The elevator rides were replaced by loading screens. The long rides were used to load the next segment of a large map, i personally found it to be a creative solution. But if people are more comfortable with a loading screen, that's fine by me and fine by BioWare apparently ;-)

Every planet that contains a side mission now has a unique map and task to fulfill. That of course means that there's a lot less of them than in the first which in turn means you'll get to finish the game sooner. If this is a good thing, decide for yourself. I personally thought it was a shame (even though I understand the need to turn down the number of side quests if you have to actually design an entire map from scratch for them).

A shame also that it was sort of dumbed down in the RPG department. A less complex inventory and character developing system that leaves little room for customization. I loved that about the first. However the crowd wants it (it will indeed be more accessible for the more casual gamer) I don't object. I'm in it for the story more than anything else.

Which brings us to the main appeal this game brings to the table, what makes it unique. It's story telling. It is sooo guuuuud. I sound like a junkie ;-)

I want to give my congratulations to the writers of this game who created a universe that is as deep as it is diverse. As innocent as it is rotten. Outstanding dialogs and character development of each one of the many people one meets. You will hear their stories, you will help them through their trial and when the time comes to face the Big Bad, you will NOT want them to die (Jack in particular I found to be an exceptionally well written character). Moral dilemmas of the tough variety will jump at you again and again, though not as heart wrenching as in the first (i.e. the Ashley/Kaidan decision which was just nasty - means I loved it).

In the second part you will find yourself exploring places that were only talked about in the first, expanding the universe even further. And while part one was concentrating on the brighter, more civilized aspects of this galactic society (the Citadel, the Council, the Alliance) you will crawl through the darkest corners of the galactic civilization, getting a good look at criminals, crooks, and many unfortunates who have fallen through the cracks. If you like to play your character as rogue (making the morally questionable decisions to strengthen your intimidation skills) you'll probably feel more at home in this game than in the first. It's easier to loose your temper with these here folks, far away from the council or the alliance.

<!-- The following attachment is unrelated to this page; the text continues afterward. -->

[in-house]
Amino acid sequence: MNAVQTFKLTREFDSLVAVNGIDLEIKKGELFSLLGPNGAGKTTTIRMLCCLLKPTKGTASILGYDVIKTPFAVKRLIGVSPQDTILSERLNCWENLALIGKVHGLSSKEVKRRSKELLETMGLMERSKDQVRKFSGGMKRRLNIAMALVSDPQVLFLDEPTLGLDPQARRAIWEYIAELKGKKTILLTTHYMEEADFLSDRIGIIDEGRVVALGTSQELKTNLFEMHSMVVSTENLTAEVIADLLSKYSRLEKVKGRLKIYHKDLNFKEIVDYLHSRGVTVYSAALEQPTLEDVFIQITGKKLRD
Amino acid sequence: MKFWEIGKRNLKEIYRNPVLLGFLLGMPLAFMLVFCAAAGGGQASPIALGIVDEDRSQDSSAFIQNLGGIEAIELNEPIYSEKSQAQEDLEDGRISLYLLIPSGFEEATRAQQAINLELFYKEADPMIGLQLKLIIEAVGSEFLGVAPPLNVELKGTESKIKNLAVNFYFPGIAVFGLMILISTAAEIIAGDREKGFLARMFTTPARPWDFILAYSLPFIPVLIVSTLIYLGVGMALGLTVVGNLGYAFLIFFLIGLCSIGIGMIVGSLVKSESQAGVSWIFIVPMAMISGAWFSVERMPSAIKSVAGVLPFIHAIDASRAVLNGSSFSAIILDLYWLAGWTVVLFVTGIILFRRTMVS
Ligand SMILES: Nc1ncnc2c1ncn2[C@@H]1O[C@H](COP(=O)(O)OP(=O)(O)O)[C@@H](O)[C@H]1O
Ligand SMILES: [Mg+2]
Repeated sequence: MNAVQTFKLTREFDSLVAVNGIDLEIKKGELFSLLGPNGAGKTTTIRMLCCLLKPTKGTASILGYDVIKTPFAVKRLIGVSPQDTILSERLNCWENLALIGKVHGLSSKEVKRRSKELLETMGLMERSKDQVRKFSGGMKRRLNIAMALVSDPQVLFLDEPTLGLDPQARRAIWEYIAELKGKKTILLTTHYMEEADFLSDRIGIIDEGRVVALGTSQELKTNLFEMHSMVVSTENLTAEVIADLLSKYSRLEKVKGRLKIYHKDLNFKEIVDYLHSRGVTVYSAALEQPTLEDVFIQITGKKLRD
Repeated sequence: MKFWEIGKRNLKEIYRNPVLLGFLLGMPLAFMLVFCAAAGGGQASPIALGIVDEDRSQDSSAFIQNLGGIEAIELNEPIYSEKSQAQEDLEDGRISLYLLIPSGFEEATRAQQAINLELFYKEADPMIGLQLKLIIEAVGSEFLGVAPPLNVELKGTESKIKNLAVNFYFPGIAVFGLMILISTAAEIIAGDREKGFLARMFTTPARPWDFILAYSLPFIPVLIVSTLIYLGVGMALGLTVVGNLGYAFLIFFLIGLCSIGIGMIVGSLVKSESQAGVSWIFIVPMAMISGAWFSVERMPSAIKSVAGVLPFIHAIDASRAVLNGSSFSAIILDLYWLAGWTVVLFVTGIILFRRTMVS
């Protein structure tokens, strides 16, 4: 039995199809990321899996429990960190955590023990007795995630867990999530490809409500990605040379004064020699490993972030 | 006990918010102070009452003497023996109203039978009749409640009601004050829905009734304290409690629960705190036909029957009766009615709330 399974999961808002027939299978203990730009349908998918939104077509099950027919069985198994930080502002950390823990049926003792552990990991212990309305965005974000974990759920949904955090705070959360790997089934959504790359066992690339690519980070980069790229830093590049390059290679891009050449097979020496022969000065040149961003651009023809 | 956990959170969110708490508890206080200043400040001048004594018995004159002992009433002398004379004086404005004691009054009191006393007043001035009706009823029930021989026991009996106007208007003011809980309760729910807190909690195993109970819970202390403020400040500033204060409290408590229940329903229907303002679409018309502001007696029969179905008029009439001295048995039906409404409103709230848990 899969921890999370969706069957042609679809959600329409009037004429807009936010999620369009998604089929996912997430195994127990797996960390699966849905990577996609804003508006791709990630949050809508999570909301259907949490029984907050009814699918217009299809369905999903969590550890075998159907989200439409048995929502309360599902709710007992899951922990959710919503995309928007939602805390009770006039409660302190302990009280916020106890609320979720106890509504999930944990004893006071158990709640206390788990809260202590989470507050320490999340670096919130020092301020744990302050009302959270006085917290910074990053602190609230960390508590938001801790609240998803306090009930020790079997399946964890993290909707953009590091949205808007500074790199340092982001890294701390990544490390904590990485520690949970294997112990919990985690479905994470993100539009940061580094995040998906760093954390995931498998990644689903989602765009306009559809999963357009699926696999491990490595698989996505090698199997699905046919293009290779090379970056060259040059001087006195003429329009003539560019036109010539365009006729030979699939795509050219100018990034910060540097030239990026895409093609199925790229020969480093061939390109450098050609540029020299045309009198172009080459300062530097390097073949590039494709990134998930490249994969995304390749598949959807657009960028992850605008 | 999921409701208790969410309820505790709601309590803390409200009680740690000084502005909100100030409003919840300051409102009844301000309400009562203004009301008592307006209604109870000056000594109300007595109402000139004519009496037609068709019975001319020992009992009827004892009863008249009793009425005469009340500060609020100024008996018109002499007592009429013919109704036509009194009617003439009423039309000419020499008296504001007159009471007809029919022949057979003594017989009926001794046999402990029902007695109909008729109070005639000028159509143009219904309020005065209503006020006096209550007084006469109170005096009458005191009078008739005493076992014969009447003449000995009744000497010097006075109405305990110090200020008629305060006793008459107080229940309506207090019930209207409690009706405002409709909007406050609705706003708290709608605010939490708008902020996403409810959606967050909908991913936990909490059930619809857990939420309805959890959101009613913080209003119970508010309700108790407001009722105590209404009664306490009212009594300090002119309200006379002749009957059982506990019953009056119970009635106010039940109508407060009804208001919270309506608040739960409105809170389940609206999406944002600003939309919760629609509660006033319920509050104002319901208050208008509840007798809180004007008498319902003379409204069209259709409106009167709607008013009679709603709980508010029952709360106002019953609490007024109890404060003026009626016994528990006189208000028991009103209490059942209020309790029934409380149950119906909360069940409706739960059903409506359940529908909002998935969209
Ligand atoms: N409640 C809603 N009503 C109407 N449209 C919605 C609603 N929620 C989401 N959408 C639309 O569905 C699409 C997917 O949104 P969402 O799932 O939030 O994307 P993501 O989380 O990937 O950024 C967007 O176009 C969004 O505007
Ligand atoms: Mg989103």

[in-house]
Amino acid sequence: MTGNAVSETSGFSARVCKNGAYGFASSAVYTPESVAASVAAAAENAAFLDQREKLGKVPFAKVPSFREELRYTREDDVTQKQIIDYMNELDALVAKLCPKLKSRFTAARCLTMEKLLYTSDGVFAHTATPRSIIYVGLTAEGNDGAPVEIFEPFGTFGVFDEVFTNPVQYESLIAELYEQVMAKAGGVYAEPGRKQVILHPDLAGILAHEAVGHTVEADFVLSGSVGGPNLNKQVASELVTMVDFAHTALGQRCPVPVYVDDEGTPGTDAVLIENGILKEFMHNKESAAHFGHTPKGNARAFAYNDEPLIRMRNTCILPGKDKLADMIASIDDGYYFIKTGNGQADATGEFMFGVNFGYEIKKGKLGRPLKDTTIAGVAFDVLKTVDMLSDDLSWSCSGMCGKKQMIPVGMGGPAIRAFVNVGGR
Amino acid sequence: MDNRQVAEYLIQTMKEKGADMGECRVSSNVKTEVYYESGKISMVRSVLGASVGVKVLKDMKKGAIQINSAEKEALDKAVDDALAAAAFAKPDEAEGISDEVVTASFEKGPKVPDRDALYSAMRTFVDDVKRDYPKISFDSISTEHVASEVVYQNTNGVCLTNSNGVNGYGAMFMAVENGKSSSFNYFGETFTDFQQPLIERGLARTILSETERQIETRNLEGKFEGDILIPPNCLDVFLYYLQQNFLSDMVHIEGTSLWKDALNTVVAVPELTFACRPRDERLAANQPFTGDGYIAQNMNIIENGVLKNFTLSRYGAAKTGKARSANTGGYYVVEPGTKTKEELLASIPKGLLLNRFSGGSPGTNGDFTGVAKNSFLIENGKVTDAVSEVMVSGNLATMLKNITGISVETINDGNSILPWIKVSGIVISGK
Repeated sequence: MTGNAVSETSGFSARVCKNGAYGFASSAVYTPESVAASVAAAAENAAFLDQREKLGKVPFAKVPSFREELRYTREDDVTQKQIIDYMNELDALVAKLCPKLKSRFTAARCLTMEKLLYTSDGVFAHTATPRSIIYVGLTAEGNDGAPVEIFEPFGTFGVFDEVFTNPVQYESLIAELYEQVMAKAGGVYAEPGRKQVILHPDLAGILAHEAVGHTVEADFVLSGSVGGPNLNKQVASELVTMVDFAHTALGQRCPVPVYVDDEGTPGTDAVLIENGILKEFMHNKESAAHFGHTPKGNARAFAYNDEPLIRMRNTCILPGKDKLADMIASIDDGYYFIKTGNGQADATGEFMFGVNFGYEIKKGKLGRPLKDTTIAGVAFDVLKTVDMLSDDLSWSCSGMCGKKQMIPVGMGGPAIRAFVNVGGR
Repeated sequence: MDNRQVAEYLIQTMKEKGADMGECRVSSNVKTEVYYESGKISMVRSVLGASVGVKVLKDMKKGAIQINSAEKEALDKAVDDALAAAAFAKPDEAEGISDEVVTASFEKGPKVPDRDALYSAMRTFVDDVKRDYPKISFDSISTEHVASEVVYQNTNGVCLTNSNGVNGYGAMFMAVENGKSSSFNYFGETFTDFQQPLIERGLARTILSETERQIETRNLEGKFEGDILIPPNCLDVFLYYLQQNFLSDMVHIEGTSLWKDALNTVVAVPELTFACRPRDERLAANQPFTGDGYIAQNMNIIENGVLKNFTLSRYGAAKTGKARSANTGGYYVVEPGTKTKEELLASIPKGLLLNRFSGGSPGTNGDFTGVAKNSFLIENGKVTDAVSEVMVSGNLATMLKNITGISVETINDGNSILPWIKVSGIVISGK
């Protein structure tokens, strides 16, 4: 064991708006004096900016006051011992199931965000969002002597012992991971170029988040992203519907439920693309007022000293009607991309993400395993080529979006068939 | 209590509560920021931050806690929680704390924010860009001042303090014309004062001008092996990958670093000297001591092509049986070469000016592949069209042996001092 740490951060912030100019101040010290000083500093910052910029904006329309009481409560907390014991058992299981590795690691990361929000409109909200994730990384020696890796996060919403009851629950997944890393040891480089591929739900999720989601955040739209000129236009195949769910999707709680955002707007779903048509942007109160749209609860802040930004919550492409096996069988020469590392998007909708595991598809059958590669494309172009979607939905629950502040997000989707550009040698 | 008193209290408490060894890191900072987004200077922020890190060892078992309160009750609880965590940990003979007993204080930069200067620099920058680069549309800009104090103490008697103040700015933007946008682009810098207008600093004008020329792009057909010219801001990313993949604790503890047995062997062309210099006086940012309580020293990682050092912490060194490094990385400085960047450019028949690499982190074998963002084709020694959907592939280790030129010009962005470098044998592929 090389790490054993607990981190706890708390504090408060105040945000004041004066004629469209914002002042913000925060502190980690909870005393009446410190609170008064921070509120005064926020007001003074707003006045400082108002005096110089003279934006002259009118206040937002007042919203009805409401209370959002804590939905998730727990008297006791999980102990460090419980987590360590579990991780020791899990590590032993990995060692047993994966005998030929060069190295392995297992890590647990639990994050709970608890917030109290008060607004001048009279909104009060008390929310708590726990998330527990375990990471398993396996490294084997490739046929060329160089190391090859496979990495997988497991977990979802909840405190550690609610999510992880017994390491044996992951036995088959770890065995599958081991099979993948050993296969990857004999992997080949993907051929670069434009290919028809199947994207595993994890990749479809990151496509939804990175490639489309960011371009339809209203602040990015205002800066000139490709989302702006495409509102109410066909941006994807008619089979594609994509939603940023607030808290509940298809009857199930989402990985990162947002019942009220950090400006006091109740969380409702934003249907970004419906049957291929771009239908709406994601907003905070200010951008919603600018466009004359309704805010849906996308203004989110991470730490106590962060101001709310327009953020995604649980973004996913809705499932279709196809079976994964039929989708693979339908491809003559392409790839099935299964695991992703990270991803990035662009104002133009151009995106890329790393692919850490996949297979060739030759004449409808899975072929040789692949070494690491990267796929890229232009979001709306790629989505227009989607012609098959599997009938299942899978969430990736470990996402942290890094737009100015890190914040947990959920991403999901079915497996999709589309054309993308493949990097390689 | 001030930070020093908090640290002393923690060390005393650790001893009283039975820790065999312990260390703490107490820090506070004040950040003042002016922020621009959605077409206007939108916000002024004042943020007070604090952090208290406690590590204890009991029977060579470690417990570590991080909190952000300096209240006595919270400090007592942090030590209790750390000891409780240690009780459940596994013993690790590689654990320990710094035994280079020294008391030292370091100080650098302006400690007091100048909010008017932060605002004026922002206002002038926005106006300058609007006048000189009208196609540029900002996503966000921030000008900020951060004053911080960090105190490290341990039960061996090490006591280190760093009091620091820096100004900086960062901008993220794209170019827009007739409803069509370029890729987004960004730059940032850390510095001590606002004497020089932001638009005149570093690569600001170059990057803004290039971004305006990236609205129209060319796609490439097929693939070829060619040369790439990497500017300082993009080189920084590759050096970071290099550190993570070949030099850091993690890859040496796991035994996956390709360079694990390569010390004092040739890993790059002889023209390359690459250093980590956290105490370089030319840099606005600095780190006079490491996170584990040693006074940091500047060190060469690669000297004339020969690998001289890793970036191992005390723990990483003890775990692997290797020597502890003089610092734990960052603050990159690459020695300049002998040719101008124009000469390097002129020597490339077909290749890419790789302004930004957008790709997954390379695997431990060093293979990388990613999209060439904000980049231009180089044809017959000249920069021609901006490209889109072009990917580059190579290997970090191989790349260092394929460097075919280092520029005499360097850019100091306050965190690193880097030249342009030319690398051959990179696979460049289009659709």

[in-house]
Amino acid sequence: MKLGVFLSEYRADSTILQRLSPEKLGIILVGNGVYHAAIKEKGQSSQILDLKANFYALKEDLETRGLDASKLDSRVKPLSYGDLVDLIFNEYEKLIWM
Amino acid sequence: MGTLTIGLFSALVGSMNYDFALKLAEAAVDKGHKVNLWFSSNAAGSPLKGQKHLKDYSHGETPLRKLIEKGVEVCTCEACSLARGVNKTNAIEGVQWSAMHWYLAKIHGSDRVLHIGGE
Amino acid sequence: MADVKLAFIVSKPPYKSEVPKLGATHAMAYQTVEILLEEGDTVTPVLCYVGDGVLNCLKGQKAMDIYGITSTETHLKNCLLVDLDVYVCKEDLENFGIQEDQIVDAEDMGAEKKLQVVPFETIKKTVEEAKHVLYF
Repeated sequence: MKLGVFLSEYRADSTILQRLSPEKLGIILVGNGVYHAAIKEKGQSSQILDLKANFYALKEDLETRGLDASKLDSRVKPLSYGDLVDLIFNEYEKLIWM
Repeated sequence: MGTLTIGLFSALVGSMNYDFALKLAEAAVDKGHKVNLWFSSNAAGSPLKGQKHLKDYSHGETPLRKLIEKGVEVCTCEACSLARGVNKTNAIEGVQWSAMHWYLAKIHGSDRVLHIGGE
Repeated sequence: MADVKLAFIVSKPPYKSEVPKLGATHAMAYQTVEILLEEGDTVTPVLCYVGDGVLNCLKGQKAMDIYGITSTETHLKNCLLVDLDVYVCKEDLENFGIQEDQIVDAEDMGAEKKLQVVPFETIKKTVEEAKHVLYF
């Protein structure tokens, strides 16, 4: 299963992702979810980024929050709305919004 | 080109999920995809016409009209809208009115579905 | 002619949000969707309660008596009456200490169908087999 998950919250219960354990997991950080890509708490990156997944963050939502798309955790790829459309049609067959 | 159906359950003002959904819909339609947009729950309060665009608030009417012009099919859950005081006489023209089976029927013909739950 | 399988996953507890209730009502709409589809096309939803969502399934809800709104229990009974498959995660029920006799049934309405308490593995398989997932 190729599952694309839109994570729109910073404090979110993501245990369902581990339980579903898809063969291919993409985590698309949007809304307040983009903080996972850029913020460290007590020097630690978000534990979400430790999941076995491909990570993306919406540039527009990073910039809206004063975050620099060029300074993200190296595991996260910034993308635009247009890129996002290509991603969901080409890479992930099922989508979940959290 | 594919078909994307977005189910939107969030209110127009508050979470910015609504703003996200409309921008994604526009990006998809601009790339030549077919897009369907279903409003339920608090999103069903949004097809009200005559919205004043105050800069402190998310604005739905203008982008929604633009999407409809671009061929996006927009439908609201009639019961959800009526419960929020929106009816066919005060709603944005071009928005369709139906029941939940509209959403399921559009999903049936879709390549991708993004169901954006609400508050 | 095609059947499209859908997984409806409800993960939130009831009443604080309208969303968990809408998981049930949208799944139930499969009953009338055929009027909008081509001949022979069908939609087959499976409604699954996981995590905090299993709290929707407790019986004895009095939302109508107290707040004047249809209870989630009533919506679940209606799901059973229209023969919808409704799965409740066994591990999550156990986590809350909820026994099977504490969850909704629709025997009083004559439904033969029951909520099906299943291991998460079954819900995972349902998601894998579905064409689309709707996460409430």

My last shout out goes to whoever directed the cinematic sequences. At times I was thinking "that guy should be in the movies" but then I realized he is right where he's supposed to be, making outstanding games like this one. Cuts, camera angles, voice acting, all extraordinary in a way that you get sucked into the action unlike anything else I have seen. Even casual conversations (and there still is a significant amount) are put together in a way that it is always fluid and pleasing to the eye.

This is the kind of game that I pay the extra buck for if the give out a collectors edition (got it) just to show the developers and their sales graphics that this is the way games are done. And for the love of *enter deity of your choice* make a third part.

Here's my wishes for part three: don't water down the RPG elements any further and make the moral choices more painful (like in the first). I love it when things are gray and I have to either think twice OR regret a choice made, compelling me to begin a new round after I'm done. That's all the criticism I have to offer ;-)

As you can see, a game of this magnitude can not be summarized in three words. Wait. It can.